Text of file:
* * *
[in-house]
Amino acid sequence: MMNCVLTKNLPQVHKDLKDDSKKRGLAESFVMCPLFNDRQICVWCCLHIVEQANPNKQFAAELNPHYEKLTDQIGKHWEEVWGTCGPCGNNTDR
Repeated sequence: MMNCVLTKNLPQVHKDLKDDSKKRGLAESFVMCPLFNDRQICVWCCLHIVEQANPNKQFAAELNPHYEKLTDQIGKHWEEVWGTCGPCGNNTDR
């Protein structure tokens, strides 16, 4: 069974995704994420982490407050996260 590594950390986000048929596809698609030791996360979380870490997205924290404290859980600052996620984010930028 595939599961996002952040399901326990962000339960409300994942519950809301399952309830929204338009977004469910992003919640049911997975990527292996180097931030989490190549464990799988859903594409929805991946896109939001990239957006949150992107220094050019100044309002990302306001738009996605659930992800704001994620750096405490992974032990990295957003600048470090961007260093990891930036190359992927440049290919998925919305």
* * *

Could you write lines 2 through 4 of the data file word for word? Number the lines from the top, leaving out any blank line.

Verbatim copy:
Amino acid sequence: MMNCVLTKNLPQVHKDLKDDSKKRGLAESFVMCPLFNDRQICVWCCLHIVEQANPNKQFAAELNPHYEKLTDQIGKHWEEVWGTCGPCGNNTDR
Repeated sequence: MMNCVLTKNLPQVHKDLKDDSKKRGLAESFVMCPLFNDRQICVWCCLHIVEQANPNKQFAAELNPHYEKLTDQIGKHWEEVWGTCGPCGNNTDR
């Protein structure tokens, strides 16, 4: 069974995704994420982490407050996260 590594950390986000048929596809698609030791996360979380870490997205924290404290859980600052996620984010930028 595939599961996002952040399901326990962000339960409300994942519950809301399952309830929204338009977004469910992003919640049911997975990527292996180097931030989490190549464990799988859903594409929805991946896109939001990239957006949150992107220094050019100044309002990302306001738009996605659930992800704001994620750096405490992974032990990295957003600048470090961007260093990891930036190359992927440049290919998925919305």